While breweries across the country are capitalizing on the growing craft beer movement – embracing consumers’ taste for higher-quality, locally made, unique and less commoditized products – there remains a stalwart customer base in the market for established value brands. Cheap booze, in other words.
For companies like Anheuser-Busch InBev and MillerCoors, the domestic sub-premium portfolio – economical stuff like Busch, Natural Light, Keystone Light – still does big business, accounting for nearly one-sixth of all U.S. beers sold, though its market share has declined.
As long as we have colleges, we will have college kids. With that in mind, and especially given the younger-demographic popularity of Four Loko, AB-InBev plans to release this fall a new, high-gravity, flavored malt beverage (FMB) called Natty Rush. The product – part of the Natural brand family and available in 8 or 12 percent alcohol by volume – will be positioned as to compete with MillerCoors’ existing Steel Reserve Alloy Series. Frat stars, rejoice!
How ABI does its line extensions is always interesting. The company agonized before branding the "Ritas" under the Bud Light Lime banner. — Josh Noel (@hopnotes) August 9, 2017
Guess there must be some synergy they're trying to tap between Natural Light & Four Loko drinkers. — Josh Noel (@hopnotes) August 9, 2017
NATTY RUSH, BRO!!!! HELLA SICK!!!! — Josh Noel (@hopnotes) August 9, 2017
Now, I was a big fan of Four Loko in college, stockpiling the stuff with friends when a 2010 FDA ruling forced the removal of caffeine and other ostensibly unsafe ingredients from the drink. I also fondly remember playing a nice, long game of Wizard Staffs with a $15 case of Natural Light. So I’m no teetotaler opponent, in principle or practice, of Natty Rush.
But AB-InBev hasn’t traditionally been very good in this segment. Its flagship flavored malt beverage brand, the Bud Lightish Lime-a-Rita, reportedly is down 16.6 percent in year-to-date case volume and continues to lose share, according to a Nielson report. That's probably because Lima-a-Rita is gross and sucks, though it still outperformed MillerCoors' Sparks in the category. Also, last November, AB-InBev discontinued Mixxtail, a cocktail-inspired Bud Light line extension, and said it was rethinking its "flavor variants" selection.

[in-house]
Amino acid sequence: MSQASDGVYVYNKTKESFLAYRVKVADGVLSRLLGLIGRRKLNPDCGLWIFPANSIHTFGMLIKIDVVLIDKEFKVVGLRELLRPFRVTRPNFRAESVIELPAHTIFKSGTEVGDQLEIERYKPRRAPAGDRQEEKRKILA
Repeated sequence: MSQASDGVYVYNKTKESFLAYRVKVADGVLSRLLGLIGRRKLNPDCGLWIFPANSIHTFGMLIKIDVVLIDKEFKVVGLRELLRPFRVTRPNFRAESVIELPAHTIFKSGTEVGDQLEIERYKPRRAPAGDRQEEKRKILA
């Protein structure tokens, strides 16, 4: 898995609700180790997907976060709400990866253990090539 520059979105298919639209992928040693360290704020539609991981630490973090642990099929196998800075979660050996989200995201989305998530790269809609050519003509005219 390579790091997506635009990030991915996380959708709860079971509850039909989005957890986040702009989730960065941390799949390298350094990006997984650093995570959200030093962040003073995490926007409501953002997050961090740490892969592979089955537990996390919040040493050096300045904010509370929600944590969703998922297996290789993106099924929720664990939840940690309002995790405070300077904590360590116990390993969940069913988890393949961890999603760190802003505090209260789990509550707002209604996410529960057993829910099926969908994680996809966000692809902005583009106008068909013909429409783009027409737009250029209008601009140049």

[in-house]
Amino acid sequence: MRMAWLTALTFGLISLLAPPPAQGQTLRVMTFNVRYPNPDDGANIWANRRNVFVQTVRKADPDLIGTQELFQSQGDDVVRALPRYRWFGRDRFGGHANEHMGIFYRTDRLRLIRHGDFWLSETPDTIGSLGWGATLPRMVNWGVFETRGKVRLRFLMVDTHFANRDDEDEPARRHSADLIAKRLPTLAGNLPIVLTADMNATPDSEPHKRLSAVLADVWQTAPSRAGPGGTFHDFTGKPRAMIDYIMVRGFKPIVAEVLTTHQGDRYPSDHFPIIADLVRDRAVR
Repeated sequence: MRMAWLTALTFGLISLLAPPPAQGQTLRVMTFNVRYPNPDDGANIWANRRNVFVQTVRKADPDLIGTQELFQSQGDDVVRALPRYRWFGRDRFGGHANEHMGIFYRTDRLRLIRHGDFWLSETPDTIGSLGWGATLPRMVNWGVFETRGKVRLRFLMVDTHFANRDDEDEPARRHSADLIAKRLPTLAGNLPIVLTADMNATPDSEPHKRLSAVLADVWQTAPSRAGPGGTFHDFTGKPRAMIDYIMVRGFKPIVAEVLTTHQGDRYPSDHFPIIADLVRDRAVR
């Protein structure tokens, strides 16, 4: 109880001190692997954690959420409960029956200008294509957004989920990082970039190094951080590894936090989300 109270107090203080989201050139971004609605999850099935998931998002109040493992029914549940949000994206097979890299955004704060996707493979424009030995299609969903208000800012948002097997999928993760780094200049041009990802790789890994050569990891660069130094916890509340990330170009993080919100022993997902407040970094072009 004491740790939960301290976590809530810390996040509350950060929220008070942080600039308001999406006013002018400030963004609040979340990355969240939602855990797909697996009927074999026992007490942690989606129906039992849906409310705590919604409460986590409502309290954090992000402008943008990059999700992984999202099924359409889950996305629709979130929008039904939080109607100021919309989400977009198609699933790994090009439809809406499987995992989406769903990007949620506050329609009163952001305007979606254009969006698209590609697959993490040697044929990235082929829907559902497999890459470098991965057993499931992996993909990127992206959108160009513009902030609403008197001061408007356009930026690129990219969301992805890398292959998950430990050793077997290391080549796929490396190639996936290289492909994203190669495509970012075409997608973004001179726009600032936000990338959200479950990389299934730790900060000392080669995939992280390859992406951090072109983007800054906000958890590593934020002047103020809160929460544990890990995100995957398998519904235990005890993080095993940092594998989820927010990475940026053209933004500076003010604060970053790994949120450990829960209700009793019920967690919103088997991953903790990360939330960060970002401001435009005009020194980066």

Perhaps the severely flavorful-sounding Watermelon Smash, Hurricane Punch and Blue Frostbite (frostbite?) – the names of the initial Natty Rush offerings – will bolster its value FMB program.
Meanwhile, while overall volume performance for flavored malt beverages was down 2 percent YTD, according to Nielson data through July 29, MillerCoors’ Steel Reserve Alloy Series family performance was up 2.4 percent during the same period. Per Nielson, the Steel Reserve Alloy Series has a 4.1 FMB share, which was a 0.2 percent increase from the previous year. So MillerCoors' version has figured out a way to stay relevant, even mildly grow, in the space.
And I can tell you from firsthand experience, on a Chicago ‘L’ train ride to a Cubs-Brewers game at Wrigley Field, nothing strengthens the Milwaukee sports-fan spirit more than 40 ounces of high-gravity Steel Reserve. Go Brew Crew!
Anyway, according to Beer Marketer’s Insights, Natty Rush will be sold in 25-ounce cans – the same weird but seemingly well-liked size that Budweiser started offering in 2013, promoted as "1 EXTRA OUNCE" – and it will be available in late October. The stronger, 12 percent ABV version is called Natty Rush + and will debut around the same time in select test markets.
And, in case for some reason you were wondering about this, it says so right on the label: "Certified color." That’s cool, but still, I think I'll have a Zima.
Born in Milwaukee but a product of Shorewood High School (go ‘Hounds!) and Northwestern University (go ‘Cats!), Jimmy never knew the schoolboy bliss of cheering for a winning football, basketball or baseball team. So he ditched being a fan in order to cover sports professionally - occasionally objectively, always passionately. He's lived in Chicago, New York and Dallas, but now resides again in his beloved Brew City and is an ardent attacker of the notorious Milwaukee Inferiority Complex.
After interning at print publications like Birds and Blooms (official motto: "America's #1 backyard birding and gardening magazine!"), Sports Illustrated (unofficial motto: "Subscribe and save up to 90% off the cover price!") and The Dallas Morning News (a newspaper!), Jimmy worked for web outlets like CBSSports.com, where he was a Packers beat reporter, and FOX Sports Wisconsin, where he managed digital content. He's a proponent and frequent user of em dashes, parenthetical asides, descriptive appositives and, really, anything that makes his sentences longer and more needlessly complex.
Jimmy appreciates references to late '90s Brewers and Bucks players and is the curator of the unofficial John Jaha Hall of Fame. He also enjoys running, biking and soccer, but isn't too annoying about them. He writes about sports - both mainstream and unconventional - and non-sports, including history, music, food, art and even golf (just kidding!), and welcomes reader suggestions for off-the-beaten-path story ideas.